Tag Archives: knowledge

Fast Quality via Dynamic Capabilities

(Image Credit: Doug Buckley of http://hyperactive.to)

In his November post, ASQ CEO Paul Borawski comments on the rapid pace of change and asks to:

“…share with us some of the ways the practice of quality is changing to meet the needs of faster, faster, faster. “

Fortunately, there has been a ton of research on this over the past decade or so, on the topics of dynamic capabilities and environmental dynamism. The notion of environmental dynamism just means things are changing pretty fast out there, and we have to respond to it. So I’ll focus on what dynamic capabilities are, one way to get them, and some resources and references where you can find out more.

Dynamic capabilities are defined as the skills, attitudes, and capacities within an organization to adapt existing operations to new conditions in the (competitive) environment.  An organization that has developed its dynamic capabilities is agile and adaptive, and it knows how to quickly and effectively adjust its operations to meet the needs of the market. For an overview, you might want to read Eisenhardt & Martin’s (2000) article in the Strategic Management Journal, titled “Dynamic capabilities: what are they?” or check out Teece’s new (2011) book, “Dynamic Capabilities”.

The cornerstone for developing dynamic capabilities seems to be a culture of intentional learning with a dual focus on gaining tacit knowledge (learning by doing) as well as explicit knowledge (learning by reading, conceptualizing, categorizing information) – just like what was recommended by Nonaka & Takeuchi (1995). Using system dynamics modeling, however, Romme et al. (2010) figured out that “there is no linear relationship between tacit knowledge, deliberate learning and dynamic capability” so really understanding how to leverage your learning capabilities to become more agile needs a few more years of research, it seems.

What this means is – don’t just rush out and start a giant initiative involving deliberate learning in your organization. Although this research uncovered a relationship between a learning orientation and dynamic capabilities, the investigators also found that positive outcomes are very sensitive to the level of environmental dynamism and the initial conditions of the organization (ie. its culture).

However, we have several models for quality systems that honor deliberate learning as a core value, such as the Baldrige Criteria! To keep up with the changing pace of the external environment, the best course of action is to commit to a proven system for continuous improvement There are also resources like Senge’s classic (1995) book The Fifth Discipline that illuminate the characteristics of a learning organization. While researchers are exploring these links to help us understand how to meet the pace of change more effectively, tried and true systems for continuous improvement with learning as a key component can provide a useful foundation for dealing with these challenges.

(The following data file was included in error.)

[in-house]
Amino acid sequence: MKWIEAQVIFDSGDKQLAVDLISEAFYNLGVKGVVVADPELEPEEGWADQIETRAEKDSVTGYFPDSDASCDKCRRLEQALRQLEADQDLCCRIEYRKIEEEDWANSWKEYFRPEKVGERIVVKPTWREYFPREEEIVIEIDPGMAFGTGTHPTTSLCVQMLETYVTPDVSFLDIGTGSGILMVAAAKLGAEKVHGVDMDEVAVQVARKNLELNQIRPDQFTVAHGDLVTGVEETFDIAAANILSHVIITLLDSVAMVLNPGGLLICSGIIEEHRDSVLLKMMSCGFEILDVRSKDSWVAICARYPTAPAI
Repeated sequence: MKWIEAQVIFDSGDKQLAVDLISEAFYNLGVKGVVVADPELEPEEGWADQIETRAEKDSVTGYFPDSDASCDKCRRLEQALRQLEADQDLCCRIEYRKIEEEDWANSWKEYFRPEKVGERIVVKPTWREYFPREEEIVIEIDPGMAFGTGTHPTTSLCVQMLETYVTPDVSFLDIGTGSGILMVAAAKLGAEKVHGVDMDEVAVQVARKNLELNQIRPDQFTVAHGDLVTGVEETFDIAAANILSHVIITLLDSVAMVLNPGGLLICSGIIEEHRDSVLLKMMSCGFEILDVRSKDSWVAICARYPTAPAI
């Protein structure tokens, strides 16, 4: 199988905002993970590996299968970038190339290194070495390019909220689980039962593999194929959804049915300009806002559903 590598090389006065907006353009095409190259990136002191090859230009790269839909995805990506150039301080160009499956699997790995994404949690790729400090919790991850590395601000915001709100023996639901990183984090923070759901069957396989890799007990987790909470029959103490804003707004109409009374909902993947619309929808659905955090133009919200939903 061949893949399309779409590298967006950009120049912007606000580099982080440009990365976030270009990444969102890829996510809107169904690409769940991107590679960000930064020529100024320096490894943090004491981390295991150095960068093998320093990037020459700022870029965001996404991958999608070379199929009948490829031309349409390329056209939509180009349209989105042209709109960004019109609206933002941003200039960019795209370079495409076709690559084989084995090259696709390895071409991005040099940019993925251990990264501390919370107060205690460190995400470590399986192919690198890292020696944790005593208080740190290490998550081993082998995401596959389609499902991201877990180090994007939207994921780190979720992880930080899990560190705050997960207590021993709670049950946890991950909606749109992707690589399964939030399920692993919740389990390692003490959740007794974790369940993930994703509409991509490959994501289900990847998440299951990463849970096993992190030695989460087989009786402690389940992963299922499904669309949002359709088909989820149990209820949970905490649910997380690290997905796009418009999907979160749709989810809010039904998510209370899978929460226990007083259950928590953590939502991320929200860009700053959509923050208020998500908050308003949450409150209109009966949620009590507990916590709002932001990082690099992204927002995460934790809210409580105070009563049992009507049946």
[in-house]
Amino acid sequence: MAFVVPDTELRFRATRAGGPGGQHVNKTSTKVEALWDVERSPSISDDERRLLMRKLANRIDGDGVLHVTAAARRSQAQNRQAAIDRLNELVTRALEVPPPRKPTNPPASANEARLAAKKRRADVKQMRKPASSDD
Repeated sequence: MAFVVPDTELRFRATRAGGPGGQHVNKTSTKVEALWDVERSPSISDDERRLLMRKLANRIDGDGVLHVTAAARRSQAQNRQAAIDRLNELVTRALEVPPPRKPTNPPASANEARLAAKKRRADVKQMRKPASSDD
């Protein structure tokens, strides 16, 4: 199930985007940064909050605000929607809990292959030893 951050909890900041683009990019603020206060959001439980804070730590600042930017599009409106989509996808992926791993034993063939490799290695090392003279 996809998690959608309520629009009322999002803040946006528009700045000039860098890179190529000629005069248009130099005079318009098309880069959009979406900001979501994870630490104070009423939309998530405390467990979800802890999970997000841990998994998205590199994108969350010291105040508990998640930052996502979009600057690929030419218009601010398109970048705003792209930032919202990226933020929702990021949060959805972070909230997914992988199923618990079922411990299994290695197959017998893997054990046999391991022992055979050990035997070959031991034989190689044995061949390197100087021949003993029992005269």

Continuous Improvement Begins With Standards

apple-21Software is the executable representation of knowledge. [1] As a result, I find that software development provides a fruitful basis for exploring how problem solving is done by diverse team members in a cooperative (or even combative!) context.

Here is one example. In June 1997, Tom Gilb wrote an article for Crosstalk on “Requirements-Driven Management”. He noted that his purpose was intended to discuss, among other things, “some of the current major problems in systems engineering.” I stumbled upon this article again over the weekend, and it’s still as relevant now as it was a decade ago.

Standards are a prerequisite for systematic continuous improvement; the means to achieve an improvement process, not the ends, according to Glib. Furthermore, he remarks that Deming’s perspective on continuous improvement establishes, in part, that the reason we should adopt standards is to normalize our project to other projects . Once we do that, we’ve opened the doors to be able to use industry best practices, derived from other projects who also applied the standards – so that we can “clearly see the effect of any changes experimentally introduced into a process and not have to worry too much about other potential factors that impact the results.”

Learning, learning, learning. It’s all about continuous improvement through continuous learning, and in presenting this, Gilb is essentially promoting the same philosophy as Alistair Cockburn’s Cooperative Game Manifesto for Software Development. Both see the learning process as the key to successful software development. (So why do we not focus on this aspect of development more?) Glib addresses the issue of learning directly:

“The time has come to recognize that projects are so large, so complex, so unpredictable, and so state-of-the-art new that we have no practical alternative except to maximize our learning process during the project and as early as possible in the project life.

In this article, Gilb also presents “Evo” – short for “Evolutionary Project Management” – which has been used at IBM since 1970. It’s an implementation of Deming’s PDCA (Plan-Do-Check-Act) approach, and the author likens it to Humphrey’s Personal Software Process (PSP).

[1] This definition is credited to Eric Sessoms, who I consider a true artisan of software development. See some of his work at libraryh3lp.com. He likes the elegance of simplicity in his software.